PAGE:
But is it so much more efficient that you could stack thousands of layers without turning your chip into a hunk of molten glass? That would probably be an even bigger breakthrough.

    • Re: (Score:3, Informative)

      by mswhippingboy (754599)
      According to TFA, the intended use for this is memory devices (possibly a follow-on to flash memory). Since it can retain it's state even without power, it would seem that this would result in an extremely low power device which should produce very low heat.
      • Re: (Score:3, Informative)

        by DJRumpy (1345787)

        It's more than that. This could have huge implications for no-power flash storage, and it has lower power requirements than the phase-change memory that is currently the top dog. I'm also curious about the 'data processing' blurb in TFA:

        "They are simpler than today’s semiconducting transistors, can store information even in the absence of an electrical current and, according to a report in Nature, can be used for both data processing and storage applications."

        "He said the company could have a competit

        • by beav007 (746004)
          If we're now stacking in 3d, why are we still using square (instead of cubic) measurements?
          • If we're now stacking in 3d, why are we still using square (instead of cubic) measurements?

            USB flash drives, SDHC cards, and especially microSDHC cards still have a maximum thickness. "Gigabytes per square inch" would refer to the typical thickness of a packaged memory device.

            • by Firethorn (177587)

              From my reading, I don't think the added layers are going to add significant thickness. I'm picturing more like PCB boards - dozens of layers, not thousands. Each layer is still thin enough that the base substrate is still thicker than the rest of the layers, combined.

              Still, even 10 layers would raise density by an order of magnitude, so it's not shabby. I'd think you'd have cost concerns if you're trying for hundreds, much less thousands of layers. Each layer would be another set of manufacturing steps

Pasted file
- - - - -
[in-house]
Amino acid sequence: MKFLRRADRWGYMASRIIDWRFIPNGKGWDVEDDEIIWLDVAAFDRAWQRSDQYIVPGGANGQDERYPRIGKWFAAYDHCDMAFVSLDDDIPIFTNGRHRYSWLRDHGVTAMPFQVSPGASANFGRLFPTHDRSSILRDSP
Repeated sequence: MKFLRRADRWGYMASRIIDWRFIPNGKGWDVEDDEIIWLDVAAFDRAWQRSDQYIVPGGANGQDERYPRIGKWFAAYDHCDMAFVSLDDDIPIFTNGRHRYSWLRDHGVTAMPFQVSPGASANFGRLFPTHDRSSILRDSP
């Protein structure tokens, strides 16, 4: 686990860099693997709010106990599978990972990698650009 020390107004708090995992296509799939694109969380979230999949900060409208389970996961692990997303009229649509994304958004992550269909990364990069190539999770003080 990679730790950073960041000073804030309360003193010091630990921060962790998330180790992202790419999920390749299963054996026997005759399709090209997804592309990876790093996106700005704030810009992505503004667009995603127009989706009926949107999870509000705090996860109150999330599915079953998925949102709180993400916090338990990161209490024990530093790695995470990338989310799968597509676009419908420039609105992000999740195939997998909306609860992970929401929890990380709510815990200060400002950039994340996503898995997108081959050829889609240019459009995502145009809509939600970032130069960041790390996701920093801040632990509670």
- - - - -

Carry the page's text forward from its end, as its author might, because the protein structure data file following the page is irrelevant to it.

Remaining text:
• by Anonymous Coward

        Since it can retain it's state even without power

        Its = possessive.

        It's = "it is"

        Learn fuckin' English.

        Protip: That last sentence was a correct use of an apostrophe.

      • by Your Anus (308149)
        If this is going to replace the transistor, it's also going to be used like RAM. Perhaps they won't stack it in that case, but heat transfer will be an issue if they do. Maybe they can embed some heat pipes in the stack.
    • Re:Heat? (Score:5, Informative)

      by HiThere (15173) <charleshixsn AT earthlink DOT net> on Wednesday April 07, 2010 @10:13PM (#31770884)

      Yes. Memristors don't require that power be applied in order to retain memory state. Heat might limit write and retrieval rate, but it wouldn't limit the number of layers. I suspect that it might make heat pipes built into the memory boards to be a highly desirable option, but that would be to enable faster access, not to allow a greater number of layers.

      • Re: (Score:2, Interesting)

        I suspect that it might make heat pipes built into the memory boards to be a highly desirable option, (..)

        Hardly - the maximum amount of heat loss would be limited by the application.

        If you'd use this technology to build a SSD for a laptop or a portable media player, there are some hard upper limits on how much power (=heat) that SSD could draw. Things like battery life, the amount of heat a full system can deal with, acceptable noise levels for cooling fans, etc. If bandwidth = heat, the application would limit the maximum available bandwidth for a given power consumption.